I am sure that I am missing something here. Can anyone help? Thx



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Re: Divisibility
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Updated on: 26 Sep 2009, 12:31
Stmt I: Suff
Stmt II: InSuff
A
Originally posted by deepak115 on 26 Aug 2009, 10:06.
Last edited by deepak115 on 26 Sep 2009, 12:31, edited 1 time in total.



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Re: Divisibility
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26 Aug 2009, 11:00
defoue wrote: All, I di agree with answer A However I am having issues understanding the option that x may be 2
To me, p=x^2+y^2 as long as y is odd and positive, its min value is 1 to me x can note be 0 as it is not +ve or ve so p>=13 x^2 >= 12 so to me the min value of x is 4.
I am sure that I am missing something here. Can anyone help? Thx No you are not missing. I made a mistake. I will edit my previous post. x cannot be 2 given the fact that xy=3. The answer is still A though.Thanks for a correction.



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Re: Divisibility
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26 Aug 2009, 11:52
Given p,x,y>0; y is odd  of the form (2k1); p = \(x^2+y^2\) Is x divisible by 4? Stat1: p = 8n+5 => 8n+5 = \(x^2 + (2k1)^2\) for different values of n and k rearranging we get \(x^2 = 4(kk^2+1+2n)\) => \(x^2\) is a mulitple of 4 and x must be a multiple of 2 Suff. x is not divisible by 4 ( if it is \(x^2\) should be a multiple of 16)
Stat2: (xy) = 3 or x(2k1)= 3 x=2(k+1) => x will be divisible by 4 depending on the value of k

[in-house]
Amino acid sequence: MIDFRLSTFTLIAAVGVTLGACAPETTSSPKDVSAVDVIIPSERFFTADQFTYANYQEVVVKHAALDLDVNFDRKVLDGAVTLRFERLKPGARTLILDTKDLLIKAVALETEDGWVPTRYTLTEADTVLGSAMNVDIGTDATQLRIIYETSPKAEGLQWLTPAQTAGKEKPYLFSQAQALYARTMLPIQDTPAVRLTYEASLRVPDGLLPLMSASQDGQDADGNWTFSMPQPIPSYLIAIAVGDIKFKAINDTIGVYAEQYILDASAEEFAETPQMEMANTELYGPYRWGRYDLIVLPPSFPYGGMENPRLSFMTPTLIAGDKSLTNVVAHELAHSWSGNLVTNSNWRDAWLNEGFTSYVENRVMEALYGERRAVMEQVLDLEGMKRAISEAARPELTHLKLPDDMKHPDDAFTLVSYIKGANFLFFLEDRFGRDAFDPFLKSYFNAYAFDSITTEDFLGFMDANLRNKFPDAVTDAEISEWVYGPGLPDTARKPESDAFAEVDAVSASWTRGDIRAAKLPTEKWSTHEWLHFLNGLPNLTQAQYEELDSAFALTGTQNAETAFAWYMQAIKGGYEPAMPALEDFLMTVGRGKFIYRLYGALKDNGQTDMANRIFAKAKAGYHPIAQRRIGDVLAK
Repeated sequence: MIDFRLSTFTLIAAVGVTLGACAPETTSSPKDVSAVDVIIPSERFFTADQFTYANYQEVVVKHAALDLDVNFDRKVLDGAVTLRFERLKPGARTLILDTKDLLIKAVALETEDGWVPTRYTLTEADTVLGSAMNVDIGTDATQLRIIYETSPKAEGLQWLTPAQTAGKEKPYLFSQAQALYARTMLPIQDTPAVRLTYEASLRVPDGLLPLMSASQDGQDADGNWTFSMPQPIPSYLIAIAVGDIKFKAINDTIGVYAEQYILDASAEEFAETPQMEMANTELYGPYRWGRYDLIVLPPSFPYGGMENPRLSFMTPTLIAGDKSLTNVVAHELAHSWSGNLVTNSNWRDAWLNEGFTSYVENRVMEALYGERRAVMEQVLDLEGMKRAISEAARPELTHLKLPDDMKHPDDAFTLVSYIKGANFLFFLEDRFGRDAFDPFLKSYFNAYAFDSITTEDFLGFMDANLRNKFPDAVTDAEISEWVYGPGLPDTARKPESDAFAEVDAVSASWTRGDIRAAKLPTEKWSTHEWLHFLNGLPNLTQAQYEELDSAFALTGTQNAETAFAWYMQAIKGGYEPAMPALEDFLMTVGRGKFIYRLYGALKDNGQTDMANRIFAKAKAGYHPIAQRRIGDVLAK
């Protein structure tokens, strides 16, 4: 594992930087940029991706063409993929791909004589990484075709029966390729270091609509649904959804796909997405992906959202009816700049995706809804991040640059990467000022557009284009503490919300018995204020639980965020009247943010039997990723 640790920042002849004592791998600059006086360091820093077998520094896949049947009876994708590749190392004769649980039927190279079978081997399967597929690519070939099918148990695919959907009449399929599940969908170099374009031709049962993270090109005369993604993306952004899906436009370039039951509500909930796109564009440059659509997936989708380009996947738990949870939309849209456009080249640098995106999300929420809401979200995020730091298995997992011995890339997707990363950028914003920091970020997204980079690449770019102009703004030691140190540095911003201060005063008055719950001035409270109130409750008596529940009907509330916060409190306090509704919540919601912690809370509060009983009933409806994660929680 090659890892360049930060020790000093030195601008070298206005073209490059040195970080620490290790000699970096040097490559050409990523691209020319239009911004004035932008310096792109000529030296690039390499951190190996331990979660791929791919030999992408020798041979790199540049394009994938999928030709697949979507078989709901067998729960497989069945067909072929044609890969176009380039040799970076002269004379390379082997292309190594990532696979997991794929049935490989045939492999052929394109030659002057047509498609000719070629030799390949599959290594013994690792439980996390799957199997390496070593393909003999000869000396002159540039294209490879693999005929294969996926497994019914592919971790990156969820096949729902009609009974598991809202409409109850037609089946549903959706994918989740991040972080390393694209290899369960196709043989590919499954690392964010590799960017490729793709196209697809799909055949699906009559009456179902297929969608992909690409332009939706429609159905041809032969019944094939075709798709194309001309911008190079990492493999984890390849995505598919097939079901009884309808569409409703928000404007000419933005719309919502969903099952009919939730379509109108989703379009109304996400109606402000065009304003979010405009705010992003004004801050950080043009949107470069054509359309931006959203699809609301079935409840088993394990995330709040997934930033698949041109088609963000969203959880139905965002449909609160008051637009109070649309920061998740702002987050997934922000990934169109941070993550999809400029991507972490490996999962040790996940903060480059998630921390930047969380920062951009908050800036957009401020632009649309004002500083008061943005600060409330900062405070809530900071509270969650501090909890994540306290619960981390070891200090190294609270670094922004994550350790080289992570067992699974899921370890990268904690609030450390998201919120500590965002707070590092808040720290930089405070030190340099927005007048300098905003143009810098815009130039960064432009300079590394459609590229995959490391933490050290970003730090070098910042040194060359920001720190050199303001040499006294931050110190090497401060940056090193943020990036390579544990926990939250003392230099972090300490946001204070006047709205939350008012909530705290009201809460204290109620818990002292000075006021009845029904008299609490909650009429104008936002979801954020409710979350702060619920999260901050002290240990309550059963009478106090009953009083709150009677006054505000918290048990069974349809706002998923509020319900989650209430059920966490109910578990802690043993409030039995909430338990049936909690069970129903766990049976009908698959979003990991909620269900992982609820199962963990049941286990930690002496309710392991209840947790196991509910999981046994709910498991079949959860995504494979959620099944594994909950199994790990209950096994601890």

Insuff.
IMO A



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Re: Divisibility
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25 Sep 2009, 23:19
bml wrote: Given p,x,y>0; y is odd  of the form (2k1); p = \(x^2+y^2\) Is x divisible by 4? Stat1: p = 8n+5 => 8n+5 = \(x^2 + (2k1)^2\) for different values of n and k rearranging we get \(x^2 = 4(kk^2+1+2n)\) => \(x^2\) is a mulitple of 4 and x must be a multiple of 2 Suff. x is not divisible by 4 ( if it is \(x^2\) should be a multiple of 16)
Stat2: (xy) = 3 or x(2k1)= 3 x=2(k+1) => x will be divisible by 4 depending on the value of k
Insuff.
IMO A great explanation == Message from the GMAT Club Team == THERE IS LIKELY A BETTER DISCUSSION OF THIS EXACT QUESTION. This discussion does not meet community quality standards. It has been retired. If you would like to discuss this question please repost it in the respective forum. Thank you! To review the GMAT Club's Forums Posting Guidelines, please follow these links: Quantitative  Verbal Please note  we may remove posts that do not follow our posting guidelines. Thank you.
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Re: If p, x, and y are positive integers, y is odd, and p = x^2
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19 Apr 2018, 13:47
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Re: If p, x, and y are positive integers, y is odd, and p = x^2